Three Things to Look For in Your HOA Docs


Law Offices of Peter N. Brewer

by Law Offices of Peter N. Brewer on May 6, 2014

in HOA Litigation, Real Estate Law

When buyers receive their disclosures it is often a huge volume of documents and even more so if the buyer is purchasing a condominium, townhouse, or other property governed by a Homeowner’s Association (HOA).  We are often engaged by Realtors and their clients to review these voluminous documents in a short amount of time.  Not only do we review the Covenants, Conditions & Restrictions (CC&Rs) for our clients, but also other key documents from the HOA.  We find that these three things are extremely informative for the buyer:

1.       The Cover Sheet

When the seller lists the property, their listing agent will order a set of disclosure documents from the HOA’s property manager.  The HOA disclosure package always has a cover sheet, which is required by law. [Former Civil Code Section 1368 (a), newly amended as Section 4525.]

What’s in the cover sheet? The cover sheet tells the buyer whether there are any pending assessments, and whether any “special assessments” are on the horizon.  The regular monthly dues are usually considered an “assessment” and when a big expenditure has been voted on and approved by the HOA’s Board of Directors, that is a “special” assessment which could mean several thousands of dollars that the buyer has not budgeted in the purchase calculations.

The Davis Stirling Act requires the HOA disclosure package to include all the items enumerated in Civil Code Section §4525[i] before close of escrow, and the cover sheet must state the amount of the regular assesments, and any special assessments and fees, as well as any assessments (penalties and fines) related to the seller’s unit that remain unpaid.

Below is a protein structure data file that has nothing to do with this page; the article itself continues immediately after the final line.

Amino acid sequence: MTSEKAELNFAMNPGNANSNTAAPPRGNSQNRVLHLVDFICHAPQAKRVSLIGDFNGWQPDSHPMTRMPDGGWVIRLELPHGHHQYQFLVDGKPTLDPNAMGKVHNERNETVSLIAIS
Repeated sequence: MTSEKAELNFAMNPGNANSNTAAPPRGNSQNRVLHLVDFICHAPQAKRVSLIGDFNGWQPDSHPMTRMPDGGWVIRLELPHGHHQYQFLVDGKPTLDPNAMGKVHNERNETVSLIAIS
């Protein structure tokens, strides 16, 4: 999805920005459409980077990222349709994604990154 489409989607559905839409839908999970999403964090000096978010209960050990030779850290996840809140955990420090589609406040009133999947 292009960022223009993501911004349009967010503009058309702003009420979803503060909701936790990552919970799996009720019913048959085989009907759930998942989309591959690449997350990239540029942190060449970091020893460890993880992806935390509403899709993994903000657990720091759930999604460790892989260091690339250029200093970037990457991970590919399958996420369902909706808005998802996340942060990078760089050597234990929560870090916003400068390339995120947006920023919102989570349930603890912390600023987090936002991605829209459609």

2.       The Newsletters

I always recommend that prospective buyers read the newsletters.  Often those newsletters will contain information about prior events or future plans for the development, for example if the clubhouse is going to be renovated or if the parking structure had flooded.  Often these are items that will not be disclosed because the seller does not think to disclose what is happening elsewhere in the complex and the future event may be taking place more than 12 months away so it is not listed as a “special” assessment in the cover sheet.

3.       The Minutes

The minutes are short, but often very informative as they discuss repairs, budgeting and homeowner complaints.  If the HOA is planning to obtain bids to re-pave all the common areas, or to replace landscaping, etc., that is going to be noted in the minutes as the HOA board will vote on those matters.

Conclusion

A prospective buyer is often making a purchase decision in a very short amount of time based off of the HOA disclosures and the other reports (pest report, home inspection report, etc.).  The CC&R’s are not the only documents that can assist a purchaser in determining what is happening with the property.  The cover sheet, newsletters, and HOA minutes can inform the buyer whether to anticipate big financial obligations in the future, as well as other maintenance issues with the property.

As always, give us a call at (650) 327-2900 if you think you have a real estate matter and need legal representation or visit us on the web at www.BrewerFirm.com.


[i] “Civil Code §4525. Disclosure to Prospective Purchaser.